But Above The Law belongs not to Rothrock nor to Wong but to Yuen Biao. Whether diving out of the path of speeding cars, jumping out of an apartment building, tossing a still-warm corpse into Rothrock's path, making use of a pane of glass in his fighting Peter Cunningham or, in his day job, trying to bring down Hong Kong criminals while in court, Biao has many of the best scenes in the film. In the interview included as a bonus feature in Shanghai Express, Biao hopes that his name will live on through the films he'd starred in during the era in which this was made. If he was thinking about Above The Law, then he's sure to be remembered fondly, showing that martial arts can be tied to an entertaining, if pitch-black, story and can revel in the sudden and bloody violence that one expects of martial arts.
Like their presentation of Shanghai Express, Above The Law comes to DVD looking and sounding good. Unfortunately and perhaps due to its modern-day setting, there are problems in its production with it never looking a good deal better than an episode of Miami Vice - Rothrock's fondness for pastel shades do date it to that era - while the night time shots often obscures the action in darkness. So while Above The Law doesn't look great on DVD, it's fair to say that the DVD presentation is not at fault and that Dragon Dynasty have done a very good job with what they were presented with. After all, there's only so much you can do with the gentle lighting, the flatteringly soft focus and the stark white design of the sets that were so prevalent during the eighties. Again, there's a small amount of noise noticeable here behind the dialogue and though it doesn't affect what one hears (or not), it is mildly irritating. Finally, there are English and Spanish subtitles, which are reasonable off the Cantonese (DD5.1 and Mono) and English DD5.1 audio tracks.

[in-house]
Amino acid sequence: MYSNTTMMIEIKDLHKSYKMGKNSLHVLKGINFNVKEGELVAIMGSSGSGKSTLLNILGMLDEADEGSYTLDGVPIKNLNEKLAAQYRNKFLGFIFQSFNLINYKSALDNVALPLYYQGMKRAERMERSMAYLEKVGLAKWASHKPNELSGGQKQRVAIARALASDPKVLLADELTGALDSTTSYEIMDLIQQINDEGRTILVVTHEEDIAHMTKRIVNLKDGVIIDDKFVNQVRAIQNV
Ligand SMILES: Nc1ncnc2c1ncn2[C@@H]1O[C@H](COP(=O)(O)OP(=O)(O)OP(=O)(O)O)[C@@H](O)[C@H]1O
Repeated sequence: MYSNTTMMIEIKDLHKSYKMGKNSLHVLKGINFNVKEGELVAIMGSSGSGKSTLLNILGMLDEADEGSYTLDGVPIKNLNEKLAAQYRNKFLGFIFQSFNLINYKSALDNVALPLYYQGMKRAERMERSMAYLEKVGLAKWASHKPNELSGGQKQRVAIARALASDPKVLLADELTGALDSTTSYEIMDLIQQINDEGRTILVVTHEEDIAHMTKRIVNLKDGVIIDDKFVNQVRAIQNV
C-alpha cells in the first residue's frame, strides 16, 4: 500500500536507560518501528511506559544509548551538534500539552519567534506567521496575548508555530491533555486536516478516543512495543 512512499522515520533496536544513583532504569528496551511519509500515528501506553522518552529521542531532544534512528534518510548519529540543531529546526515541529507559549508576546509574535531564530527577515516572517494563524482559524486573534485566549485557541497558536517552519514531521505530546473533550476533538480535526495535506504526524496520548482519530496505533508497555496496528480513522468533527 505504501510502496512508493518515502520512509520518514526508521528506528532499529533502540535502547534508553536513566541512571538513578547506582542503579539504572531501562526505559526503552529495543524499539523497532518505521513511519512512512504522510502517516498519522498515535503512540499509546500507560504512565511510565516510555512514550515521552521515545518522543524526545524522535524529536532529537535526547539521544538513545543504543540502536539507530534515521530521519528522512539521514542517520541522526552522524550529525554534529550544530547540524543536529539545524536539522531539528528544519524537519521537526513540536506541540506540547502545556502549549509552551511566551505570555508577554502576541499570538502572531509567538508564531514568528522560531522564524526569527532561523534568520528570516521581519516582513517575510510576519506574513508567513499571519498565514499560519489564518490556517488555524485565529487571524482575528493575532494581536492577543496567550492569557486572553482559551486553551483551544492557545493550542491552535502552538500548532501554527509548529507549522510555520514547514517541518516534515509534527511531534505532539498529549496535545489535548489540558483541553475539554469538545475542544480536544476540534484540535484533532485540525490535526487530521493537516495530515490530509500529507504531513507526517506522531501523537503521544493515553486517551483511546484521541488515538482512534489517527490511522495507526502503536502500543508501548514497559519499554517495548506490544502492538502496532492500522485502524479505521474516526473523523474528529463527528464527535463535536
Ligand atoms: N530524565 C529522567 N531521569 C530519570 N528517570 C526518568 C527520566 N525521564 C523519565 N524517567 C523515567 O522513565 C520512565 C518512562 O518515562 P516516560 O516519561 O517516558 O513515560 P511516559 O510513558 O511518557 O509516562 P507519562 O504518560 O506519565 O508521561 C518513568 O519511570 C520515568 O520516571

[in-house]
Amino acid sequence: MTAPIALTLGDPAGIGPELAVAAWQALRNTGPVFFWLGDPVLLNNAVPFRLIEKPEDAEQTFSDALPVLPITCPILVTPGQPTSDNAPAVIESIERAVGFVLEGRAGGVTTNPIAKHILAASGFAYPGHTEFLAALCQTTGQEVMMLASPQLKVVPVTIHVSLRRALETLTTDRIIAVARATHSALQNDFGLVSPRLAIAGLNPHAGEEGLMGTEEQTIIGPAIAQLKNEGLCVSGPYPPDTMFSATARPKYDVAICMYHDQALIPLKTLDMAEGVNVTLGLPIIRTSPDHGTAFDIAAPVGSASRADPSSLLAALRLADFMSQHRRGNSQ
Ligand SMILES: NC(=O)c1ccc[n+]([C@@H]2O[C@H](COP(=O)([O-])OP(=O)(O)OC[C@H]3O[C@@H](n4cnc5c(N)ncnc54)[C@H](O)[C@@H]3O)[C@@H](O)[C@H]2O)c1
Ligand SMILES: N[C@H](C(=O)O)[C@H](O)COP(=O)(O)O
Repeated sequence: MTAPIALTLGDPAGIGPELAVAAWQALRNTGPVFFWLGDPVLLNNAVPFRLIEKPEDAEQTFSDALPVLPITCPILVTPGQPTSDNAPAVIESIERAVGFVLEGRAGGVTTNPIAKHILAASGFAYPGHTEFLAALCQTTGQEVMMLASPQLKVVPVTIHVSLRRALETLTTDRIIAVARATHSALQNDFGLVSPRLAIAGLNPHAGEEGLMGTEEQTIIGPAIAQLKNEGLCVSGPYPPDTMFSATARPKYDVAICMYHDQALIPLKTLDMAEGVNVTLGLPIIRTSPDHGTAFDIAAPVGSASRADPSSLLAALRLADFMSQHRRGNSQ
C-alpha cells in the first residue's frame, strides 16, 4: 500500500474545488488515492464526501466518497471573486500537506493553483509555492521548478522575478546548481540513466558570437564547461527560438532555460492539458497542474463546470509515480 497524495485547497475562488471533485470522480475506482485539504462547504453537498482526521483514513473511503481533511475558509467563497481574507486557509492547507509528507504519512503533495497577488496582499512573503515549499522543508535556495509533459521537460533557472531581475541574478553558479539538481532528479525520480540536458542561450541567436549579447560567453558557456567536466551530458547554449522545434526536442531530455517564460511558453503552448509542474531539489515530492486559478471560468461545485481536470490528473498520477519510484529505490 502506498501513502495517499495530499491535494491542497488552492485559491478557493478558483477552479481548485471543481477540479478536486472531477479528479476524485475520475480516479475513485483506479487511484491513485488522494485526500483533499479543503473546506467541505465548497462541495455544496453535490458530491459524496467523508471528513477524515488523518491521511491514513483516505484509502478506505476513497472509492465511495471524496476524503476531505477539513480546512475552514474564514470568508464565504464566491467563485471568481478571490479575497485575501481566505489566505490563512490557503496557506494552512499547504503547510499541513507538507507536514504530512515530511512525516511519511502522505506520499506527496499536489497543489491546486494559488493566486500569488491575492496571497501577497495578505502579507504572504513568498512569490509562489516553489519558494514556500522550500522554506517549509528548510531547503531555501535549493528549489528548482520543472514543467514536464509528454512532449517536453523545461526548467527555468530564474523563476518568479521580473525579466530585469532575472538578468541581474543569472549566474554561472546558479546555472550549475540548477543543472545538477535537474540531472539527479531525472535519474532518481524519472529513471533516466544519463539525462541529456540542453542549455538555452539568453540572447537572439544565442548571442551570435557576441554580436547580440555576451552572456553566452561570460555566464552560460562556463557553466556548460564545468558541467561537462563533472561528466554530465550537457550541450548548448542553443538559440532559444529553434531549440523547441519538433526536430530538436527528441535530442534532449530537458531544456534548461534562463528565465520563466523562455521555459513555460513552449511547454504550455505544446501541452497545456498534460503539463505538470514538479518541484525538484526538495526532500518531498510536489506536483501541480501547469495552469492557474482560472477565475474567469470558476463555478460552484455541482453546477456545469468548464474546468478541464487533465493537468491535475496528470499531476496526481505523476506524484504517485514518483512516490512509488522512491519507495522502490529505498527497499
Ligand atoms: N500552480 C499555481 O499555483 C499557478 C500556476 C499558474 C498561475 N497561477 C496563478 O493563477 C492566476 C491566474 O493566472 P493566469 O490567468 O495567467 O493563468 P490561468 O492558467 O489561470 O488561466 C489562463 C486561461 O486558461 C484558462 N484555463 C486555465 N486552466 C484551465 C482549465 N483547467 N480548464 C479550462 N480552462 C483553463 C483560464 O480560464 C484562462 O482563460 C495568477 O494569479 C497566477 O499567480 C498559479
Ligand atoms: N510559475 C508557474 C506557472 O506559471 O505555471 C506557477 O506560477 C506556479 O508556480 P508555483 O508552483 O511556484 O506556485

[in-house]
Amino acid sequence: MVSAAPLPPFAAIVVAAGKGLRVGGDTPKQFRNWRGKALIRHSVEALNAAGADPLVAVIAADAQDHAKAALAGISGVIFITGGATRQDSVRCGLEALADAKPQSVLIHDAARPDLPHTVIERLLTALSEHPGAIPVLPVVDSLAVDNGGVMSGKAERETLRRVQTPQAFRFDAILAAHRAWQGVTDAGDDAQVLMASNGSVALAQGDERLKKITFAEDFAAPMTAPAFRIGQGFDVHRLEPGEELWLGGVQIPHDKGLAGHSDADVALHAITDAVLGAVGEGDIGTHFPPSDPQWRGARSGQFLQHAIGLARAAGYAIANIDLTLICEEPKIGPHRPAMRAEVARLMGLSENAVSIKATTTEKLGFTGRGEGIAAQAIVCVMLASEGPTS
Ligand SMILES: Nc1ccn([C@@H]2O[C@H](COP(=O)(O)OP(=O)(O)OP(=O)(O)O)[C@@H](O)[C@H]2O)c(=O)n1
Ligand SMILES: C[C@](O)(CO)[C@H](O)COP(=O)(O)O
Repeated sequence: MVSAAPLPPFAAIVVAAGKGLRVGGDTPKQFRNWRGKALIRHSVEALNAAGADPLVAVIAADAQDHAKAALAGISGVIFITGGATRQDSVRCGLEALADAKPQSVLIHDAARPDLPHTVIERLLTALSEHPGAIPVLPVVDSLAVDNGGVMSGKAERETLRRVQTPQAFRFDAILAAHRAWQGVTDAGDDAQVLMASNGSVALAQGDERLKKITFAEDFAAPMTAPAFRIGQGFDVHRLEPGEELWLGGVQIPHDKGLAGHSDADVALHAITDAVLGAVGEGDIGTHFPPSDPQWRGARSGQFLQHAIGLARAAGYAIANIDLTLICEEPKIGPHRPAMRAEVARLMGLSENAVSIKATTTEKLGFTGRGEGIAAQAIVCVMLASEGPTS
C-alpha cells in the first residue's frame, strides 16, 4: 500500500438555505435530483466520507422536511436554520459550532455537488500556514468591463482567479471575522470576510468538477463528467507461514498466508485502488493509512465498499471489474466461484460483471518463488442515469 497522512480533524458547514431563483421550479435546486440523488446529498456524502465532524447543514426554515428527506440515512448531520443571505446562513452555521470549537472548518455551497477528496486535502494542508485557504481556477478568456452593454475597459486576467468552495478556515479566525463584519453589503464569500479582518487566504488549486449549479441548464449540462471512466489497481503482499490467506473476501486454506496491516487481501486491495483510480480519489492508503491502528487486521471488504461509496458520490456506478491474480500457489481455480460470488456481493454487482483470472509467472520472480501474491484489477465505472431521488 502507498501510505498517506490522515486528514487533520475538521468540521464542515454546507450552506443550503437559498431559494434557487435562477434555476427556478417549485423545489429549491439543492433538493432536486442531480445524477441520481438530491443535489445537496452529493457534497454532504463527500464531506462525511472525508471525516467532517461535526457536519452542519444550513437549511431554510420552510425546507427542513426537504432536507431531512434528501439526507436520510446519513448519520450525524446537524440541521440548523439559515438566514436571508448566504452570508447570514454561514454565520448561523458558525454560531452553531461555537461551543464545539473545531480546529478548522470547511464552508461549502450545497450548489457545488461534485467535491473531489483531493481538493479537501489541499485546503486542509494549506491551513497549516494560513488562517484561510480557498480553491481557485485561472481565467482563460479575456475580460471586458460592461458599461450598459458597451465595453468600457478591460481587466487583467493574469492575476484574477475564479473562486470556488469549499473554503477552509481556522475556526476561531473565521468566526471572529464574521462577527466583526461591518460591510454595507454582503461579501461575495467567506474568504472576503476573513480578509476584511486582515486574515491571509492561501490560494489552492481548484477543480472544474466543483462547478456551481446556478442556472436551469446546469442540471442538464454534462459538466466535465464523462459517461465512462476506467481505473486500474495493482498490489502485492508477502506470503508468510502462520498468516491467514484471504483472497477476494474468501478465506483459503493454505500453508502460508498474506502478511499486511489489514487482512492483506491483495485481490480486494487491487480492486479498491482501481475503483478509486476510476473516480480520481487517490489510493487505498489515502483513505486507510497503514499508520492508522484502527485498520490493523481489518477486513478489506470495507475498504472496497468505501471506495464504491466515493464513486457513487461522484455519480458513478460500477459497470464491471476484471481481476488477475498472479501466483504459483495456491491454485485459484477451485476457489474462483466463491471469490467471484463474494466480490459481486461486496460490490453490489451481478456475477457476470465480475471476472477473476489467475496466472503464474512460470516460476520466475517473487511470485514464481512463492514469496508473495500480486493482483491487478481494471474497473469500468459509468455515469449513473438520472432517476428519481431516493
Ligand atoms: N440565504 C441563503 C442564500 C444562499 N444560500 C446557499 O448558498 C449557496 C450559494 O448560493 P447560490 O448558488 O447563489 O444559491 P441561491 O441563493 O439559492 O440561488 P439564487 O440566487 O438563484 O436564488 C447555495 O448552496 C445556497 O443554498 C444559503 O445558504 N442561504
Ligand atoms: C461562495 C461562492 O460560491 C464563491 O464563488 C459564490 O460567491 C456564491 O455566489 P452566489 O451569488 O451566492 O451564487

Commentary: Bey Logan returns to record a feature-length track for Above The Law. Revealing himself to be a man with more than one string to his bow, he doesn't restrict himself just to martial arts this time but, from acknowledging a friend in the Hong Kong legal profession, reveals the courtroom inaccuracies in Above The Law. Once again, though, this is a chatty, informal track with Logan revealing much from behind the scenes, a remarkable amount of biographical information on the cast and a real love of Hong Kong cinema. Even what he knows of Cynthia Rothrock - and there can't be many who know that much - is surprising, even, I would assume, to Rothrock herself.